IPAS: Interprofessional Attitudes Scale, SEIEL: Self-efficacy Perception for Interprofessional Experiential Learning.
Table 1.
Demographic Data of Participants
Groups Medical students (n=38) Nursing students (n=54) Total
Interprofessional group
 Male 28 7 35
 Female 10 47 57
 Age (yr) 24.13±1.99a) 22.41±1.91a) 23.13±2.11
 Total 38 54 92
Uniprofessional group
 Male 29 -
 Female 15 -
 Age (yr) 23.80±1.83 -
 Total 44 -

Data are presented as number or mean±standard deviation.

IP: Interprofessional, UP: Uniprofessional.

a) p-value <0.001 for t-test of age between medical students and nursing students in interprofessional group.

Table 2.
The Program Effects by Paired Comparisons of IPAS and SEIEL Scores before and after the Class
Group Variable Before After p-value Cohen’s d
IP group (n=92) IPAS 80.32±9.40 85.01±11.51 <0.001 0.418
SEIEL 73.22±14.93 83.97±17.24 <0.001 0.686
Medical students in IP group (n=38) IPAS 82.47±8.80 84.18±12.15 0.018 0.142
SEIEL 72.82±18.20 84.32±17.88 <0.001 0.789
Nursing students in IP group (n=54) IPAS 78.80±9.59 85.59±11.12 <0.001 0.663
SEIEL 73.50±2.31 82.72±16.93 0.003 0.619
UP group (n=44) IPAS 83.14±9.87 86.93±10.72 0.001 0.528
SEIEL 78.14±17.93 87.63±18.65 <0.001 0.785

Data are presented as mean±standard deviation.

IPAS: Interprofessional Attitudes Scale, SEIEL: Self-efficacy Perception for Interprofessional Experiential Learning, IP: Interprofessional, UP: Uniprofessional.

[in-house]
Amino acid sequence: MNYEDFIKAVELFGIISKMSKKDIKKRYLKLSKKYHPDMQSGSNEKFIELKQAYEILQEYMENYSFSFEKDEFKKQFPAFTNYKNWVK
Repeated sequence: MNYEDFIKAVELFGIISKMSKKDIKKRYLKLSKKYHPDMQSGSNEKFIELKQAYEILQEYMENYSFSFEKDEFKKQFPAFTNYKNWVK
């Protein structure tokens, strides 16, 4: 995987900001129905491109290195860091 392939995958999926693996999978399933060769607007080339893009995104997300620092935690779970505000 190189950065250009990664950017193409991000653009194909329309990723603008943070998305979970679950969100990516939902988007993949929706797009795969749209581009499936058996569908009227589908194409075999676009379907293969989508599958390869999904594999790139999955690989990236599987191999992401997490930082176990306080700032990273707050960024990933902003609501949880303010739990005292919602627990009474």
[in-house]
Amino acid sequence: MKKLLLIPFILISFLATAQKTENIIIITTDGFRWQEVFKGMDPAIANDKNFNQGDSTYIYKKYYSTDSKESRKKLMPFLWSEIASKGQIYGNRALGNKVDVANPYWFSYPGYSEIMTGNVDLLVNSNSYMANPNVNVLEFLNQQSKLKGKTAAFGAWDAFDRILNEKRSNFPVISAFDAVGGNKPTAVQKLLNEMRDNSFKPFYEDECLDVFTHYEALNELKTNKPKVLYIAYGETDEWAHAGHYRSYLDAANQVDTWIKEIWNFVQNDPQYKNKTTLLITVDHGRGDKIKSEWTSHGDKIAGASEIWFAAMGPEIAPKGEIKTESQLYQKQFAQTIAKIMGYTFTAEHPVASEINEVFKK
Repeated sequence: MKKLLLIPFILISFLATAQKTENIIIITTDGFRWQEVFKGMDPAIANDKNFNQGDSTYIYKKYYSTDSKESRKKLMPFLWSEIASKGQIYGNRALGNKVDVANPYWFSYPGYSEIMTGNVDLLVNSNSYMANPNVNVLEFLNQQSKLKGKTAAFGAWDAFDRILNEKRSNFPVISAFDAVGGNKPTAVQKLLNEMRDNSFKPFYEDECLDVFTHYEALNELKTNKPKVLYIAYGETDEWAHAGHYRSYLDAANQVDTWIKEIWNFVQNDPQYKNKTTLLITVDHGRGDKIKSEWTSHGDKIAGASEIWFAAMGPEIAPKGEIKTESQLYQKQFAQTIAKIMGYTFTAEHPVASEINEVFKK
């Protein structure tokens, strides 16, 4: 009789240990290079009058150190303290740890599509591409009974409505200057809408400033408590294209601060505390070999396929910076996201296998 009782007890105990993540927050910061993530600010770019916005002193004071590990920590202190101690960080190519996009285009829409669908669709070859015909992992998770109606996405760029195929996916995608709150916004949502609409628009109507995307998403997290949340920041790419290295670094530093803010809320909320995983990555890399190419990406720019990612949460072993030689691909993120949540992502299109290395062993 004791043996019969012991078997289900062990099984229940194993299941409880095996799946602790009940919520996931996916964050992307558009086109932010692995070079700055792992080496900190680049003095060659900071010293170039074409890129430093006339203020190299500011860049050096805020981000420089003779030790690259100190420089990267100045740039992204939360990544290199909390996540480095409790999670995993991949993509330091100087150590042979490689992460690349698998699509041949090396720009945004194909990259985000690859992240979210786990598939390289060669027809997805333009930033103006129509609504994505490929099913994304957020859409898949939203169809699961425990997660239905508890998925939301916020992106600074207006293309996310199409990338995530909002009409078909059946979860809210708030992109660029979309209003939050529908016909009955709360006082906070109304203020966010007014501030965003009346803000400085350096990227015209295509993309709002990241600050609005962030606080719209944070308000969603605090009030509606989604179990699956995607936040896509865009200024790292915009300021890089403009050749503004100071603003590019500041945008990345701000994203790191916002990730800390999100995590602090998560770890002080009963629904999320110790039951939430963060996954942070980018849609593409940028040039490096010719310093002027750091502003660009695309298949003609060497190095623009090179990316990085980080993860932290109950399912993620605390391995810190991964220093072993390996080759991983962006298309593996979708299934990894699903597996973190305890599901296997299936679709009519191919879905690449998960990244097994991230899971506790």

Table 3.
Comparative Analysis of Interprofessional Education between IP Group and UP Group in Medical Students
Variable IP group (n=38) UP group (n=44) p-value
 Before 82.47±8.80 83.14±9.87 0.801
 After 84.18±12.15 86.93±10.72 0.280
 Before 72.82±18.20 78.14±17.93 0.216
 After 84.32±17.88 87.63±18.65 0.419

Data are presented as mean±standard deviation.

IP: Interprofessional, UP: Uniprofessional, IPAS: Interprofessional Attitudes Scale, SEIEL: Self-efficacy Perception for Interprofessional Experiential Learning.

Table 4.
Comparison of the Satisfaction Scores
Groups Score p-value
All (n=136) 3.84±0.90
IP group 0.447
 Medical students (n=39) 3.72±0.94
 Nursing students (n=53) 3.87±0.95
Medical students 0.322
 IP group (n=38) 3.72±0.94
 UP group (n=44) 3.91±0.80

Data are presented as mean±standard deviation.

IP: Interprofessional, UP: Uniprofessional.

Table 5.
Summary of Narrative Data of Reaction to the Class
Category Group Contents (no. of frequency)
What they liked IP group: medical students Interested in class with nursing students (20)
Case-based discussion and making the presentation (7)
A new way of teaching and learning (7)
Role-play (4)
Deep understanding of interprofessionalism (1)
IP group: nursing students Interested in class with medical students (19)
Role-play (15)
Case-based discussion and making the presentation (10)
Class contents (3)
UP group Role-play and revising scenario (21)
Case-based discussion and making the presentation (10)
Class contents (7)
What they think would improve the class IP group: medical students Lack of teamwork formation time (8)
Lack of class time (8)
IP group: nursing students More active rather than passive learning (10)
Lack of class time (8)
Lack of teamwork formation time (7)
Need scenarios of various cases (5)
UP group Need scenarios of various cases (9)
Want to have a class with nursing students (6)
Uncomfortable making the presentation (5)

IP: Interprofessional, UP: Uniprofessional.for Interprofessional Experiential Learning.